Thomas Dörflein (13 October 1963 – 22 September 2008) was a German zookeeper at the Berlin Zoological Garden for 26 years. After the baby polar bear Knut was abandoned by his mother shortly after his birth in 2006, Dörflein—who cared for both the zoo's wolves and the bears—was assigned as the cub's caretaker. As a result of the zoo's decision to raise Knut by hand, and the resultant close relationship between keeper and animal, Dörflein became a reluctant celebrity.
Early life and career
Dörflein was born in Berlin's Wedding neighborhood, but was raised in the city's Spandau district. He trained for three years to become a zookeeper, after which he took a job at the Berlin Zoo. At first he was responsible for the zoo's apes, predators and cliff-dwelling animals, but in 1987 he was put in charge of the bears and wolves.
On 5 December 2006, Knut was found at a research island and was rushed to Berlin Zoo for treatment. The cubs' mother rejected them for unknown reasons, abandoning them on a rock in the polar bear enclosure. Zookeepers rescued the cubs by scooping them out of the enclosure with an extended fishing net, but Knut's brother died of an infection four days later. Only the size of a guinea pig, Knut spent the first 44 days of his life in an incubator before Dörflein began raising the cub.
Knut's need for around-the-clock care required that Dörflein sleep on a mattress next to Knut's sleeping crate at night, and play with, bathe, and feed the cub daily. Knut's diet began with a bottle of baby formula mixed with cod liver oil every two hours, before graduating at the age of four months to a milk porridge mixed with cat food and vitamins. Dörflein also accompanied Knut on his twice-daily one-hour shows for the public and therefore appeared in many videos and photographs alongside the cub. As a result, Dörflein became a minor celebrity in Germany. He received fan mail, and even marriage proposals, all of which made him uncomfortable; when asked about his sudden rise to fame, the zookeeper said, "It's very strange to me."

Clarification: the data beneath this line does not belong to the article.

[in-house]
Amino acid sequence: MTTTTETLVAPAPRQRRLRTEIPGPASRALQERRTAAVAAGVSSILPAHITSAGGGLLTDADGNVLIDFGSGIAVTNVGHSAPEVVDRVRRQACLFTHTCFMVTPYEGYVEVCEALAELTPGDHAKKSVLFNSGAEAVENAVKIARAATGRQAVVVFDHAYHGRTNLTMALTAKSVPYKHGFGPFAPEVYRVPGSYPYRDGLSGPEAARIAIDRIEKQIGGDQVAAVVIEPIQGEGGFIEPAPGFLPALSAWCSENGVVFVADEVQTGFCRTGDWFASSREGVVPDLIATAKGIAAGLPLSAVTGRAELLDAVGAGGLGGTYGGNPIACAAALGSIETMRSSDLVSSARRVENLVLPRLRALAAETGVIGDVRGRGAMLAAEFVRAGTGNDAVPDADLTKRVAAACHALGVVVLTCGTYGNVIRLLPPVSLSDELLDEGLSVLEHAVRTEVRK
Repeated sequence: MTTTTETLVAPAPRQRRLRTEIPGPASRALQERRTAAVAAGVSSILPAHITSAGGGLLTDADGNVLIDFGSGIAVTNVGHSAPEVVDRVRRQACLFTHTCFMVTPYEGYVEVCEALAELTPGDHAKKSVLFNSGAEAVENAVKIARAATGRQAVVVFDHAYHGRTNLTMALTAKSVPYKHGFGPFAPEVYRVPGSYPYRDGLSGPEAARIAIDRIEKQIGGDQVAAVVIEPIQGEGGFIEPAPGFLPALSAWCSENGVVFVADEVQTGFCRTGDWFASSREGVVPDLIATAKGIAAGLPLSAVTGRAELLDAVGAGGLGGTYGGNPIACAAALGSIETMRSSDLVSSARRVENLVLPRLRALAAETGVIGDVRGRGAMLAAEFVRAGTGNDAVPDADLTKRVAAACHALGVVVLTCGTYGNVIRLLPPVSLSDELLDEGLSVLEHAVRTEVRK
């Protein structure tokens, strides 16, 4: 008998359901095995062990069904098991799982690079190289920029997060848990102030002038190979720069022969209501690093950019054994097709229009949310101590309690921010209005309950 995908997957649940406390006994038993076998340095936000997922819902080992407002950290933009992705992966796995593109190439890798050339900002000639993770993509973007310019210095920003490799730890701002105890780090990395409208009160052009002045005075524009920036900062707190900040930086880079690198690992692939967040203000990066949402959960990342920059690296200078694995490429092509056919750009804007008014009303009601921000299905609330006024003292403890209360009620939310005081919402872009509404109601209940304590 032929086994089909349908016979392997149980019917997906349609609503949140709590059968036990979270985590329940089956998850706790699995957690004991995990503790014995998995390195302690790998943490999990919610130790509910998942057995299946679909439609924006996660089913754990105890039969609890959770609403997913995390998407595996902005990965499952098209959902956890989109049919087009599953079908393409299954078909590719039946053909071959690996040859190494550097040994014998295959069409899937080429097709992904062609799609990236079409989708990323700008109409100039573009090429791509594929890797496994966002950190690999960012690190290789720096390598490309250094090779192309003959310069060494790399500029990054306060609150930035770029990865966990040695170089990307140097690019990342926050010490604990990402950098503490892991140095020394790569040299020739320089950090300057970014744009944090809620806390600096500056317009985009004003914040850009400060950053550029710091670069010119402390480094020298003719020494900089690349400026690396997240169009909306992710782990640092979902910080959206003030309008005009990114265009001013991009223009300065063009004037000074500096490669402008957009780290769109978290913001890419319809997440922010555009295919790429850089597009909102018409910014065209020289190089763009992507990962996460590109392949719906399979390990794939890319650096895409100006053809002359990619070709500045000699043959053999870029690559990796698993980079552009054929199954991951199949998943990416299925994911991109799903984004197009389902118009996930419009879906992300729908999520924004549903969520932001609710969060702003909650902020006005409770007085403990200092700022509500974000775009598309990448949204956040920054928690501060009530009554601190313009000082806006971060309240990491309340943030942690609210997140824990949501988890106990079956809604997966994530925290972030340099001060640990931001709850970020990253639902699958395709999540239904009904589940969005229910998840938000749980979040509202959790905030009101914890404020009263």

In October 2007, Dörflein was awarded Berlin's Medal of Merit in honor of his continuous care for the cub. Several months beforehand, Knut and Dörflein's daily shows had been halted when it was decided that Knut had grown too large for the zookeeper to safely accompany him in the enclosure. With Knut nearing his first birthday, his zookeeper was barred from physical contact with the bear.
Dörflein died suddenly in Berlin at the age of 44 of a heart attack on 22 September 2008. Dörflein had been seriously ill for some time, and had recently taken some time from work after having been diagnosed with bladder cancer; according to reports, he had gone into remission. He was survived by a stepdaughter, a son, and his girlfriend and her young son.
Berlin newspaper B.Z. wrote of Dörflein, "Everyone wanted to be like [him]... he not only cared for Knut; he nurtured our desire to see harmony between man and beast." The Berlin Zoo, where Dörflein was employed for 26 years, released an official statement describing the death as tragic and a "great loss". The group Friends of the Berlin Zoo stated: "With the passing of Thomas Dörflein, the zoo has lost a highly dedicated zookeeper who had great passion for his job and his calling." The statement went on to note how Dörflein played a decisive role in turning Berlin "into a sensational attraction with the polar bear cub." Zoo biologist Heiner Klös added: "I am shocked by the passing of my best zookeeper, a man who gave his all for his animals."
In January 2009, Dörflein was the recipient of B.Z.'s posthumous honorary award for bringing joy to Berlin through his relationship with Knut. The zoo established a prize for outstanding zookeepers in Dörflein's honour. The first Thomas Dörflein Prize, which carries a €1,000 cash prize as well as a trophy, was awarded in June 2009. Knut succeeded him in death on 19 March 2011 after collapsing in his enclosure, at the age of four. On December 5, 2011, a memorial dedicated to Knut was unveiled near Dörflein's grave in Spandau, on what would have been the bear's fifth birthday.
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